Paul told the Galatians “…but faith working through love.” Gal 5:6 NKJV Faith needs love to function properly—love fuels faith! Faith working through love overcomes fear and timidity.
As a pastor, I desire a church united, walking in the surpassing greatness of His power. It begins with faith and love. Honor towards each other and to everyone.
Paul wrote Timothy earlier, “But the goal of our instruction is love from a pure heart and a good conscience and sincere faith.” 1 Tim. 1:5 NKJV
To walk in His power begins here, with love, purity, and sincere faith. The Church would be transformed if the body of Christ resolved to keep this primary goal of growing in faith and love.
A worthy goal is for others to hear of the great things God is doing in our midst as a church; however, we must be known for the right reasons—starts with faith and love. We should be known for deeds of love and acts of faith.
3) Disciplined or Sound Mind, “…but of power, love, and self-discipline.”
Self-discipline (or sound mind) is from the Greek σωφρονισμός (sōphronismos) and means exercise of prudence, moderation, self-discipline, prudence. In this verse the intent is that the Spirit functions in such a way that Christians learn to exercise prudence. To exercise prudence means to use wisdom.
Paul says God gives us self-discipline, or the exercise of prudence or wisdom. Sometimes we say, “well I’m not very disciplined!” That’s an ungodly belief! The Spirit empowers us to function in God’s love, power, and discipline and wisdom.
An important aspect to possessing wellness of soul is to embrace a lifestyle that is disciplined, operating in prudence and wisdom. In other words, we participate with the Holy Spirit in spiritual disciplines, as well as being disciplined in all areas of life. We are good stewards of our time, treasure, and talents. We take care of our bodies and minds. We choose to live healthy lifestyles, getting proper rest, nutrition, and exercise.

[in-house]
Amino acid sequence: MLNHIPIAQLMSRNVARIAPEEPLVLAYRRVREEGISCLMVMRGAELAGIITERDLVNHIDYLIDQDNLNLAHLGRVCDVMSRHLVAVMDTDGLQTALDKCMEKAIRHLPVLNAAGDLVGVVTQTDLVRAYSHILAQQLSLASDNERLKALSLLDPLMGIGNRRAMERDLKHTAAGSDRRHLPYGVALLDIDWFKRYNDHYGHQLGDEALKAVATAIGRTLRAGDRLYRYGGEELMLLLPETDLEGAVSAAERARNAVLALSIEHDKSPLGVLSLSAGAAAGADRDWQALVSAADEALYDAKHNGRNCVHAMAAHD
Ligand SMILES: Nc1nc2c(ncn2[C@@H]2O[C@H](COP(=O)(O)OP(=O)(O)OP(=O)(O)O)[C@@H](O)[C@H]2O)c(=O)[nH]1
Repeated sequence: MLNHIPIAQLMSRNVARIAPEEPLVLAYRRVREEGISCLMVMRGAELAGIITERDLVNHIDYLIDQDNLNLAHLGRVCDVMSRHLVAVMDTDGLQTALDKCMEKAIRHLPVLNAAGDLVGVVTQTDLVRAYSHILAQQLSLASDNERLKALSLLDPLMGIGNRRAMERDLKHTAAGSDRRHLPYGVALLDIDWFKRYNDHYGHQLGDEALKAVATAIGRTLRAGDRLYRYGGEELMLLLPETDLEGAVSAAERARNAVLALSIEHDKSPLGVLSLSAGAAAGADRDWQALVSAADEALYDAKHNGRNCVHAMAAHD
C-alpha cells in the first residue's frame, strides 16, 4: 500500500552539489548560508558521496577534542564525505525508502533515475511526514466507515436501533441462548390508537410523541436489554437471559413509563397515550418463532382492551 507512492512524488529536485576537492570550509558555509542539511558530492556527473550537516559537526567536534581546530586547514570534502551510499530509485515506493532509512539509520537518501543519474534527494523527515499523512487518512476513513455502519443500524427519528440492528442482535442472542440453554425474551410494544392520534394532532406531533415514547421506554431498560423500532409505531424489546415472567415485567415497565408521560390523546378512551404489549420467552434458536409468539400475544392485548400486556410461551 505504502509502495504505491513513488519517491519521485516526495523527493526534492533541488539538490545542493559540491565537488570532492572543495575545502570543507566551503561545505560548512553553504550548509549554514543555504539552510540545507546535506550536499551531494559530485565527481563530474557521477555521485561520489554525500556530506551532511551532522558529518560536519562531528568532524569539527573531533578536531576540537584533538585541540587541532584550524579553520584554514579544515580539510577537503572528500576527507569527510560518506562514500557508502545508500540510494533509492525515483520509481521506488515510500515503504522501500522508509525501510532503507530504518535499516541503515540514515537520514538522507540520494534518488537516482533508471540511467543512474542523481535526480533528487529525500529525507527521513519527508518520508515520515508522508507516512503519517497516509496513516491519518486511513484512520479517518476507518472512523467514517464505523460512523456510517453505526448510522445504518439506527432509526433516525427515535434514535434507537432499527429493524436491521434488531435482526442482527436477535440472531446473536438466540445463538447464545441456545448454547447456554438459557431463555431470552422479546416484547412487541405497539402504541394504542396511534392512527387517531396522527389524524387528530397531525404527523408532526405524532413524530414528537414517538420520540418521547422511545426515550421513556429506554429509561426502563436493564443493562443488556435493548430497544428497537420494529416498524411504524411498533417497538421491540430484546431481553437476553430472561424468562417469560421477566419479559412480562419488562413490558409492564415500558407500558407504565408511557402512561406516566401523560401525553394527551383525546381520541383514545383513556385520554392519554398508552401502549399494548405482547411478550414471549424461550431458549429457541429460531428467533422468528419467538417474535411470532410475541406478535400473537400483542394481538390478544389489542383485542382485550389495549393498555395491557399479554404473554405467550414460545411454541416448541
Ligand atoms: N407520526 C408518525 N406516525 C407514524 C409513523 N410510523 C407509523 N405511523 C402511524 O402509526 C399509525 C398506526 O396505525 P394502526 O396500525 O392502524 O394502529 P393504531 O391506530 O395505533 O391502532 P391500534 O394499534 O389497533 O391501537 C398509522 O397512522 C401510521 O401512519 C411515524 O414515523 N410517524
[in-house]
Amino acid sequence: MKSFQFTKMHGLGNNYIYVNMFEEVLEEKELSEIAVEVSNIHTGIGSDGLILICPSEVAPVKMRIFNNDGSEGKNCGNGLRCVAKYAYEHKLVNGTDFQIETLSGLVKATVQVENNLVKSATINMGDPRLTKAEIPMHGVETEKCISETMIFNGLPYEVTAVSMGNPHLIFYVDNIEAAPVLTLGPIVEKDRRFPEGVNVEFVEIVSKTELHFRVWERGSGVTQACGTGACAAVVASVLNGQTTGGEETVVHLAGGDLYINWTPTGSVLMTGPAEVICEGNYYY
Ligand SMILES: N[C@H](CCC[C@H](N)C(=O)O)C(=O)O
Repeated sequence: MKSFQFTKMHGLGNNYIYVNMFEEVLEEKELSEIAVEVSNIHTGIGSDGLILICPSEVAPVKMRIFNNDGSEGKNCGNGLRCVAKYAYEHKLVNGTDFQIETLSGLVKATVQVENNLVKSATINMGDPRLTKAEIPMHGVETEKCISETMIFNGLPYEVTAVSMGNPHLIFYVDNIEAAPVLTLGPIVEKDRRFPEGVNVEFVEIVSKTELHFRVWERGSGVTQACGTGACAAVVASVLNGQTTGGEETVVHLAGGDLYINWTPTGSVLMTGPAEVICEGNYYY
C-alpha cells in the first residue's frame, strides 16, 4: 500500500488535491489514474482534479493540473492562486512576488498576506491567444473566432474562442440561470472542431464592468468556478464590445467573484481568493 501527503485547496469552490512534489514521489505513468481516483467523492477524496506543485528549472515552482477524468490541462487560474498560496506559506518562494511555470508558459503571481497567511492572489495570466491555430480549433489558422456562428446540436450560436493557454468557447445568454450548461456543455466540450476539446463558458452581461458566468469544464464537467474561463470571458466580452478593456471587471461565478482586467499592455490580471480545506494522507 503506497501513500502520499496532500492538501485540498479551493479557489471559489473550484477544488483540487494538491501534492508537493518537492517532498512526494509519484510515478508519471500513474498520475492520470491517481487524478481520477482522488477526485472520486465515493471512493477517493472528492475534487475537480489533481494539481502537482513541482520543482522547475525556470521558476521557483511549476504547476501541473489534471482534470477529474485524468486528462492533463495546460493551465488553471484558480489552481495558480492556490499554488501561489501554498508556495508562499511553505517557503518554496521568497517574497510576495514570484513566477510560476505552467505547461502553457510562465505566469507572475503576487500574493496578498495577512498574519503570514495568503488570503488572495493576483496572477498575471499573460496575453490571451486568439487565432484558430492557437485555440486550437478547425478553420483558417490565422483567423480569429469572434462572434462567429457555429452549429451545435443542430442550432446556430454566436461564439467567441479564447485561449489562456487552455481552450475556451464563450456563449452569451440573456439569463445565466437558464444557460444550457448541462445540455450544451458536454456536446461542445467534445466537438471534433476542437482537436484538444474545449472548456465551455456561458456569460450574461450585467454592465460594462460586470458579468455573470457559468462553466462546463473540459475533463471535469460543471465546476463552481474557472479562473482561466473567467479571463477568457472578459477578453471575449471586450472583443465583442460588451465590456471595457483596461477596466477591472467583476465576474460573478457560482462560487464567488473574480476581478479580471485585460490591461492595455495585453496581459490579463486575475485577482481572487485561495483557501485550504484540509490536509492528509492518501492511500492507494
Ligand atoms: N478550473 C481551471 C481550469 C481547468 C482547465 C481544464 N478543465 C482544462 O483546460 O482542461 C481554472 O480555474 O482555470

When I was a young Christian, I began to focus more on spiritual disciplines than in maintaining a healthy lifestyle complete with exercise.
For bodily exercise profits a little, but godliness is profitable for all things, having promise of the life that now is and of that which is to come. 1 Tim. 4:8 NKJV
I read Paul’s instruction to Timothy as “exercise was bad!” No, Paul is trying to give Timothy, and us, proper balance—both are needed. Making positive lifestyle changes, eating healthy, exercising routinely, refusing negative thinking, etc. all begin with proper thinking and attitude. Paul encouraged the Philippians:
From now on, brothers and sisters, if anything is excellent and if anything is admirable, focus your thoughts on these things: all that is true, all that is holy, all that is just, all that is pure, all that is lovely, and all that is worthy of praise. Practice these things: whatever you learned, received, heard, or saw in us. The God of peace will be with you. Phil. 4:8-9 CEB
As we choose to keep our minds uncluttered and focus on what is pure, true, and admirable as Paul describes in Phil 4:8-9, we put into practice self-disciplined thinking that will affect our behavior and keep us in wellness of soul!
For a more in-depth look at this topic, watch the Passion Church message “Wellness of Soul”
 Robert L. Thomas, New American Standard Hebrew-Aramaic and Greek Dictionaries: Updated Edition (Anaheim: Foundation Publications, Inc., 1998).
 James Strong, A Concise Dictionary of the Words in the Greek Testament and The Hebrew Bible (Bellingham, WA: Logos Bible Software, 2009), 43.
 H.G. Liddell, A Lexicon: Abridged from Liddell and Scott’s Greek-English Lexicon (Oak Harbor, WA: Logos Research Systems, Inc., 1996), 4.
 William Arndt et al., A Greek-English Lexicon of the New Testament and Other Early Christian Literature (Chicago: University of Chicago Press, 2000), 987.